Supporting Programs

As for programmatic solutions, districts can educate and encourage students and staff to make safe and physically active choices in a myriad of ways. This can include internal workforce wellness policies that provide incentives for school staff to make active transportation choices, to using the schools communication systems (auto dial to homes, public announcement systems, newsletters, etc.) to support student, staff or parent-led active transportation programs.

Programs can emerge from many sources and often attract unanticipated resources. Savvy leadership encourages staff, parent and student initiative.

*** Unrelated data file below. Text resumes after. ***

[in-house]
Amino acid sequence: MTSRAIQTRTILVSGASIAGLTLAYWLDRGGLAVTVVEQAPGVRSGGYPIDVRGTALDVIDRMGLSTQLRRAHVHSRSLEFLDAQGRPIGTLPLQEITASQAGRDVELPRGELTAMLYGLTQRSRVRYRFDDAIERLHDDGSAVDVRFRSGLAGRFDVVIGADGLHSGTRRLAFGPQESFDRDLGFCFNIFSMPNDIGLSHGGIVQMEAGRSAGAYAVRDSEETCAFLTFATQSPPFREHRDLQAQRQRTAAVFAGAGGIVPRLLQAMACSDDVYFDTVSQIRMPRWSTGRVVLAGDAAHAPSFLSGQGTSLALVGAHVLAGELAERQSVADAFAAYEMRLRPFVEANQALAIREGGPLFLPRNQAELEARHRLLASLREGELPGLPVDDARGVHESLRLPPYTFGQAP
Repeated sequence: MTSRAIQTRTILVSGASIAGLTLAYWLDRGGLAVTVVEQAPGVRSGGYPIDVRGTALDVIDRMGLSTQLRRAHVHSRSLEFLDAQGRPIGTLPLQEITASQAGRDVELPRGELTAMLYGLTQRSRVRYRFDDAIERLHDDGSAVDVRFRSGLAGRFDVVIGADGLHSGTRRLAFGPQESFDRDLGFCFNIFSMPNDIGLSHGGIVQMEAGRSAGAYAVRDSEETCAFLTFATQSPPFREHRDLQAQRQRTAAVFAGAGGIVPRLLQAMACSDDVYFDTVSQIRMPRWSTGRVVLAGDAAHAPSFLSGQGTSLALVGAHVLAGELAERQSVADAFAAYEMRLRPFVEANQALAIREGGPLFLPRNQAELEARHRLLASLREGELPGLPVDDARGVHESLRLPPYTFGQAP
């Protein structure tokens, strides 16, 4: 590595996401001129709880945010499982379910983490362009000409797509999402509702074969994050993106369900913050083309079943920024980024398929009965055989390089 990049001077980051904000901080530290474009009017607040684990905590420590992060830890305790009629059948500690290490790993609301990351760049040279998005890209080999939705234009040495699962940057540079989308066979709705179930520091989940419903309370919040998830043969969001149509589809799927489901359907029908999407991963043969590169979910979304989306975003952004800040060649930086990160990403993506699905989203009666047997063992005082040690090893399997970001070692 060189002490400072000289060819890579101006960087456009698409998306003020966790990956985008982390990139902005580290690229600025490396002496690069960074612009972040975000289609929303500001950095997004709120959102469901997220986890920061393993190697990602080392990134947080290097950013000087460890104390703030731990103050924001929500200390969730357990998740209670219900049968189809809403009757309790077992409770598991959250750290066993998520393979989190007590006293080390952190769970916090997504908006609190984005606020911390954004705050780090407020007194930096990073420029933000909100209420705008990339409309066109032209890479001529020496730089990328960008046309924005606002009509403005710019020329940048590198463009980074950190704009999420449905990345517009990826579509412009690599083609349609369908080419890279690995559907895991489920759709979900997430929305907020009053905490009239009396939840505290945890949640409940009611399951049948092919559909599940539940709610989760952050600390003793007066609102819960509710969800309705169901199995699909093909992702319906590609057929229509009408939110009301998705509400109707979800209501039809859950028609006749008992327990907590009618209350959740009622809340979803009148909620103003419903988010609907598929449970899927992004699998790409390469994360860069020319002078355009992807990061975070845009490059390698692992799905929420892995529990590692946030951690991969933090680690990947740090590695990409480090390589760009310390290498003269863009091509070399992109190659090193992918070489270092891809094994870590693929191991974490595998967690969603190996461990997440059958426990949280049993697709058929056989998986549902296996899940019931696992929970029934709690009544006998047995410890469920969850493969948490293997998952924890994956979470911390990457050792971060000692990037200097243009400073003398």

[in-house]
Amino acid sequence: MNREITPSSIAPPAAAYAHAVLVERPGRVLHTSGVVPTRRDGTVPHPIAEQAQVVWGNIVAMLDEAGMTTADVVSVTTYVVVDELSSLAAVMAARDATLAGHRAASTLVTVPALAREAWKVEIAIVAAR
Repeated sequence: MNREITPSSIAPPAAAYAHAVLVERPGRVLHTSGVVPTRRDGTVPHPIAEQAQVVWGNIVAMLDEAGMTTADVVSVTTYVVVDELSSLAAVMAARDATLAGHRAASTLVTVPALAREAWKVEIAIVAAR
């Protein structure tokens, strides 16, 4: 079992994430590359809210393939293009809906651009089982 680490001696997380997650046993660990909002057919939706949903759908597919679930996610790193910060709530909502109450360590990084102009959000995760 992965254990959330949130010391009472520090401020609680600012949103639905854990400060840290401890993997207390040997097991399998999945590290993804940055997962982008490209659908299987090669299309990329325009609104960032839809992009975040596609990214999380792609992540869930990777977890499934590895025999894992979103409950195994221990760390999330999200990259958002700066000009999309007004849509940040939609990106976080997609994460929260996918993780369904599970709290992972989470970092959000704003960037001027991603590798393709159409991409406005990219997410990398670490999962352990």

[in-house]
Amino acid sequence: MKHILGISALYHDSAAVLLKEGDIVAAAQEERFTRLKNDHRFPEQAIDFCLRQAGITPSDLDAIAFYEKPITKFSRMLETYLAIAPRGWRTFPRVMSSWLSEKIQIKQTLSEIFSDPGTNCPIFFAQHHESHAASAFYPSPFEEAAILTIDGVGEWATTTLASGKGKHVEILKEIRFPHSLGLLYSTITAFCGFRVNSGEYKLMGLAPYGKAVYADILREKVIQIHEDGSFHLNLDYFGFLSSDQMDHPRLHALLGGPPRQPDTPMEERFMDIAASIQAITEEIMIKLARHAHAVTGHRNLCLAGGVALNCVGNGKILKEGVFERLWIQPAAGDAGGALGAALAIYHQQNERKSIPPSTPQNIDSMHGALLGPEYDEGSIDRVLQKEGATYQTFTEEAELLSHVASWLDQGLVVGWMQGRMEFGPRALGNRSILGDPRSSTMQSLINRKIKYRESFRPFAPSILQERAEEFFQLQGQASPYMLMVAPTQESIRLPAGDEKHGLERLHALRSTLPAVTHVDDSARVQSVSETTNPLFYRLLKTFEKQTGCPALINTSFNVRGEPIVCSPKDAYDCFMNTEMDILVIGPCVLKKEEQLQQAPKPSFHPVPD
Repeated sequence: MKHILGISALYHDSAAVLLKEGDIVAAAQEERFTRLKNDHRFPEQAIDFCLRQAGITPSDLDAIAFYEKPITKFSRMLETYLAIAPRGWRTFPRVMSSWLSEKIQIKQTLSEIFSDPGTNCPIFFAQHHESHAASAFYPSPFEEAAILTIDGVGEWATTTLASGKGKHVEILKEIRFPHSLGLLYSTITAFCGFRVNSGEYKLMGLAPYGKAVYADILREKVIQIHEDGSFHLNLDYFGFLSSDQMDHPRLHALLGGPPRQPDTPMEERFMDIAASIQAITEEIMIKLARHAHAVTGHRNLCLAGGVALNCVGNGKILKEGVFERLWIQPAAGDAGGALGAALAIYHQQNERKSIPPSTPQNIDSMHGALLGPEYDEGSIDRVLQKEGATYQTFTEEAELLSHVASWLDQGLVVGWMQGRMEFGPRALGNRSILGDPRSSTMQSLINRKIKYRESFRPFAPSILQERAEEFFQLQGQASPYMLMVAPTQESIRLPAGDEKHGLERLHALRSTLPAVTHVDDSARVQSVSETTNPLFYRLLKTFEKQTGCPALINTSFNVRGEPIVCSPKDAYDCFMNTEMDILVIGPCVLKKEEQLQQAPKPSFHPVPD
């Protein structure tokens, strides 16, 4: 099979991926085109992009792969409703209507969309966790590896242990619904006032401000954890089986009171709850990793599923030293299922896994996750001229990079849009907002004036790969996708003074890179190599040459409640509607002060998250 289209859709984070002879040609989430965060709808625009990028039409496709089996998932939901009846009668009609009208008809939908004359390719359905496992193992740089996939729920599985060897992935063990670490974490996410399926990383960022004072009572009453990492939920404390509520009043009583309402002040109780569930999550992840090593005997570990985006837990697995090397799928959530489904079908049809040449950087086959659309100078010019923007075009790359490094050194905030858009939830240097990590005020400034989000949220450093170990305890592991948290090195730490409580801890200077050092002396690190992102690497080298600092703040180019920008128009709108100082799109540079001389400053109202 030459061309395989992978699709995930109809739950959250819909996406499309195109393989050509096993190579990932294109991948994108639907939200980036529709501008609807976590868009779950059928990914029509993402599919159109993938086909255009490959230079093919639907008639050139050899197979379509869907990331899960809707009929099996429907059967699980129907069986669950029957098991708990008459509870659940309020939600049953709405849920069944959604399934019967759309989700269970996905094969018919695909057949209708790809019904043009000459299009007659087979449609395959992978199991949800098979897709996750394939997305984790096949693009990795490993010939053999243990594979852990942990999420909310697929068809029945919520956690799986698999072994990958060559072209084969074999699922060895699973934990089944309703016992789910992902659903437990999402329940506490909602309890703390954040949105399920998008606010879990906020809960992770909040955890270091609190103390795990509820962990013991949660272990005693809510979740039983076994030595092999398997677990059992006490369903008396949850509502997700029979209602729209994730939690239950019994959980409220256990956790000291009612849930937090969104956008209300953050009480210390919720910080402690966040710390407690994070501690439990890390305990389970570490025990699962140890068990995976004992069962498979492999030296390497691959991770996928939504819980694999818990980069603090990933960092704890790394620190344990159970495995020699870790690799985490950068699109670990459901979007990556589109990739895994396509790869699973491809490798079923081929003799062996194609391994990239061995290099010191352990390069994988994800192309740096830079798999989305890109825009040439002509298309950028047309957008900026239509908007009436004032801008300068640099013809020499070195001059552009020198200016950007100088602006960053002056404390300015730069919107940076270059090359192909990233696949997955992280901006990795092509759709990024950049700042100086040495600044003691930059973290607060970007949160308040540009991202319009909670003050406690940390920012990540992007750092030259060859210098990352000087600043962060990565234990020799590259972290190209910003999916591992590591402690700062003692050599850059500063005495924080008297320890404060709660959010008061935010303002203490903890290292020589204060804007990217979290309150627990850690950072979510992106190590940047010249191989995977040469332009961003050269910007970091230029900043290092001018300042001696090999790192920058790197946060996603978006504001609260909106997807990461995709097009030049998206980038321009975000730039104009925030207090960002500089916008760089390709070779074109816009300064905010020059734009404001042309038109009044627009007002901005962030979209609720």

Examples:

In Glendale, a tragic accident in which a student was killed while in a crosswalk prompted a parent to engage the city and parent teacher association to address pedestrian safety. Her efforts have led to a district-wide pedestrian safety program which includes supervised walking school buses, a city-wide bicycle plan and 31 schools participating in International Walk to School Day. Learn more (PDF).

San Marino Unified School District Board of Trustees approved a “scan and notify” data system to track activities for a two-week challenge. A total of 3,245 human-powered trips to or from school were logged. These covered 2,837 miles, burned 113,463 calories and averted 2,483 pounds of carbon dioxide from eliminated car trips. Learn more (PDF).